How to Fix Shin Splints

We’ve all been there. It’s January, the evenings are still dark, the weather is getting more Irish, and despite yourself, you have managed to drag yourself away from the couch and get out for a run, only to be stopped in your tracks by a burning pain in your shins. The dreaded shin splints! 

Here, Shane Brennan, chartered physiotherapist at Mid West Physiotherapy with a clinical interest in foot disorders, explains what is causing your shin splint pain and – more importantly – what you can do to get rid of it!


What are shin splints?  

Shin Splints – or Medial Tibial Stress Syndrome to give it its fancy physio title – is exercise-induced pain along the front of your tibia (your shin bone). It is usually brought on by running. 


Why do my shins hurt? 

Shin Splints come about because of overload on previously healthy bone. Normally when we run or jump, our bones come under some normal stress, which kickstarts a recovery process that makes our bones stronger. Unfortunately, with shin splints, we believe that this recovery process doesn’t kickstart, and our tibia comes under stress but doesn’t really recover the way they should. There are several risk factors which can lead to us developing shin splints.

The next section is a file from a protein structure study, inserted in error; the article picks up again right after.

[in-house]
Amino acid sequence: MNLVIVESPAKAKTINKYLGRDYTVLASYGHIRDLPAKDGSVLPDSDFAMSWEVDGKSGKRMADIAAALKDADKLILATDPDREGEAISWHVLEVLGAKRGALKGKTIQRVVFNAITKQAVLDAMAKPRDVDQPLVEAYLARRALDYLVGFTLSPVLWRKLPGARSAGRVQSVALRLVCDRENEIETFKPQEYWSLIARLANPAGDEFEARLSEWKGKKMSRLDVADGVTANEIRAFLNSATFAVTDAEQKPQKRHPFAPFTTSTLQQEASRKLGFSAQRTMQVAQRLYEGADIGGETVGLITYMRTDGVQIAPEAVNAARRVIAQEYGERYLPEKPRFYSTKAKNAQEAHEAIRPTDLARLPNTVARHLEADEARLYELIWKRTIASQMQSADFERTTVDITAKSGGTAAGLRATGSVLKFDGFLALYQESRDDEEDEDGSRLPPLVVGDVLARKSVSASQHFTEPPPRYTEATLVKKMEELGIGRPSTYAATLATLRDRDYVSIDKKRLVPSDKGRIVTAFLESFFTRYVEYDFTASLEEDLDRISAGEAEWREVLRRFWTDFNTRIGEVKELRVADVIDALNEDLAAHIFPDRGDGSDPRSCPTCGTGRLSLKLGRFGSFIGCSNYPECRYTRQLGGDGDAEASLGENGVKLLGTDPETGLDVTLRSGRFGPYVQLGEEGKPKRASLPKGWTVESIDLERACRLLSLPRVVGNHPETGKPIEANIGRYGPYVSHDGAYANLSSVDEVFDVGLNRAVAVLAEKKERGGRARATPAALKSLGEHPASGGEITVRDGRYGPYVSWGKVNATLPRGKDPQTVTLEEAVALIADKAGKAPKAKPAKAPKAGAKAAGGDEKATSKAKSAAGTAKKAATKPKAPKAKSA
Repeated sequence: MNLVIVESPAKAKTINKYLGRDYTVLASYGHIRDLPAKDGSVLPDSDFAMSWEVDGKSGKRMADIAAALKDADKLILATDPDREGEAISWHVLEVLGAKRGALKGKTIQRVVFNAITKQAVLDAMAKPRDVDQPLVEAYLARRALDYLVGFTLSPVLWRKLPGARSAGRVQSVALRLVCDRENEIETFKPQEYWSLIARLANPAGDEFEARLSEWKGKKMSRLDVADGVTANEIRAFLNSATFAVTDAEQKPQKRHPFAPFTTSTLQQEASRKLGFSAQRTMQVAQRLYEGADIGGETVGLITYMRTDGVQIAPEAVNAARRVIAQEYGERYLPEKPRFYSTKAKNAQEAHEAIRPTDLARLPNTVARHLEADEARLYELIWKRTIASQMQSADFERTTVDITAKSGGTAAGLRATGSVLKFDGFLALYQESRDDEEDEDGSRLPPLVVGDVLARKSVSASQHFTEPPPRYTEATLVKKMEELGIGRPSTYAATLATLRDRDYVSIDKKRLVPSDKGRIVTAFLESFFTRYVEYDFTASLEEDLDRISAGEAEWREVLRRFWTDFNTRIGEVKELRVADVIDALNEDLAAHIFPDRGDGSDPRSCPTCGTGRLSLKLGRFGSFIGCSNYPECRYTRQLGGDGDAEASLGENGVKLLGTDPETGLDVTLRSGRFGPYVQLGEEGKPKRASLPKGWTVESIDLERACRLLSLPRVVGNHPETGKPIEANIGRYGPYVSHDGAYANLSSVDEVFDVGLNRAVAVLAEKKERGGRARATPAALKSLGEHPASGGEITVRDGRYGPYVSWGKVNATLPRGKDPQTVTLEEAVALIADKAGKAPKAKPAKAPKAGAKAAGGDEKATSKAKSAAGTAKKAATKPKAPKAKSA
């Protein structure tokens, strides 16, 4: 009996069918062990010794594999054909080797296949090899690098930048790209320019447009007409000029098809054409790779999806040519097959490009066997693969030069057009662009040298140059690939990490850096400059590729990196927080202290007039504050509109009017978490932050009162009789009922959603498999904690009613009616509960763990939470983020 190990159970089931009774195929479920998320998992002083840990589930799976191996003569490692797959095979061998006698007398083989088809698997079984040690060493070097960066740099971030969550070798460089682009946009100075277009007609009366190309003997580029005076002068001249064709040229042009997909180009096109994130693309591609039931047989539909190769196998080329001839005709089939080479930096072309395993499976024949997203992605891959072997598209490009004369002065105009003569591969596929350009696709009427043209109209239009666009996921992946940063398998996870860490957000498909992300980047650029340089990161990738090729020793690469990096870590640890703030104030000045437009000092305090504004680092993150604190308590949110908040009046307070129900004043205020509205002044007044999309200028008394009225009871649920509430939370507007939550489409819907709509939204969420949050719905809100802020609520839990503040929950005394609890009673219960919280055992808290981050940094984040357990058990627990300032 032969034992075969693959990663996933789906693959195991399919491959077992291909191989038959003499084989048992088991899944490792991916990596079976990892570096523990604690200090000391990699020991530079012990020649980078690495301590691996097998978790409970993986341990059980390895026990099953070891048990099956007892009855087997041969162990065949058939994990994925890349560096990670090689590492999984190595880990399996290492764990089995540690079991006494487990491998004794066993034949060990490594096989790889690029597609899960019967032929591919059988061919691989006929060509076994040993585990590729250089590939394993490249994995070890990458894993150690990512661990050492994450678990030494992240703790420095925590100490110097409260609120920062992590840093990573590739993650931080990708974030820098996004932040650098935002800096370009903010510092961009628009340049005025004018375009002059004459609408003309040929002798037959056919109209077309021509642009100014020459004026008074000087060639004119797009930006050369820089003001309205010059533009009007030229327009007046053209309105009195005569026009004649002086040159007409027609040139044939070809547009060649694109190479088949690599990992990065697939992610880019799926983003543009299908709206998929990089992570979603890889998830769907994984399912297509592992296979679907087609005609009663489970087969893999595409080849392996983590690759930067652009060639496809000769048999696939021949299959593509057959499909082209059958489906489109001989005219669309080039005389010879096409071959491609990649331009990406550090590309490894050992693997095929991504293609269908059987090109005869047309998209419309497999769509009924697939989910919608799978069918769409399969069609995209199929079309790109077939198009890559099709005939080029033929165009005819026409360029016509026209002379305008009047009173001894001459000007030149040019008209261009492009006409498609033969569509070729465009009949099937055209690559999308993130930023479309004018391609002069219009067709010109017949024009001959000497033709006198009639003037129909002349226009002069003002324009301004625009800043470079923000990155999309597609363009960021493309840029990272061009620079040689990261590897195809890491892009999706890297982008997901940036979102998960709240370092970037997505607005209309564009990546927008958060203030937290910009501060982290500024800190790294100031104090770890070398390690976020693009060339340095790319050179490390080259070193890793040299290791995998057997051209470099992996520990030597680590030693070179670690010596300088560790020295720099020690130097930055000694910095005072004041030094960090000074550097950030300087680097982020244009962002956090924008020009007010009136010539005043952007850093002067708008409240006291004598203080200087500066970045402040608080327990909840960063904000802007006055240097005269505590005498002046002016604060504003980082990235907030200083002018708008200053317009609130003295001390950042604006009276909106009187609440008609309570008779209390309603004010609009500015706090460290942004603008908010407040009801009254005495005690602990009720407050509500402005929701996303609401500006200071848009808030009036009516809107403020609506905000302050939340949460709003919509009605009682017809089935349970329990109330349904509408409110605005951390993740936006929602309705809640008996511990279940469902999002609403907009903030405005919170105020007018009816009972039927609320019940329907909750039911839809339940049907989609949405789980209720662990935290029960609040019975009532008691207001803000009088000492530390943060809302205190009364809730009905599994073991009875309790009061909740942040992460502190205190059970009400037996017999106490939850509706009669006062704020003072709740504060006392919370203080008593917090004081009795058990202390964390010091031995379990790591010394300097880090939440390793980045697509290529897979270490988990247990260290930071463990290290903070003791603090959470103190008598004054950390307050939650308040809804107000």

What are the risk factors? 

The biggest risk factor for shin splints is a high training load, but there are others; having flat feet, higher BMI and weakness in the muscles in your legs can all contribute to your pain. The good news is that it can all be treated with simple physiotherapy interventions! 


What can I do today to make it better? 

  1. Apply ice to the affected area.
  2. You can continue to do exercises that don’t aggravate your shin – now might be the time to dust off that old exercise bike in the shed. Swimming & walking are also great options.
  3. Call your physiotherapist and make an appointment to be assessed. 


Will I have to give up running because of my shin splints?

In short? No! A short break may be needed, while you and your physio work on reducing your risk factors, but once that’s done, your physiotherapist will be able to create a rehab program to help get you back pounding the pavements again! 


Can I book an appointment with you?

Yes! If you would like us to assess your shin pain and give you a tailored recovery plan, you can book an appointment with us online, or your can contact our Reception by ringing 061-201444 or emailing



  1. References: Winters, M. (2020) ‘The diagnosis and management of medial tibial stress syndrome: An evidence update 
  2. Winters, M. (2018) ‘Medial tibial stress syndrome: diagnosis, treatment and outcome assessment (PhD Academy Award)’,Br J Sports Med,52(18), pp. 1213-1214. 
  3. Menéndez, C., et al.(2020) ‘Medial Tibial Stress Syndrome in Novice and Recreational Runners: A SystematicReview’,Int J Environ Res Public Health,17(20). 

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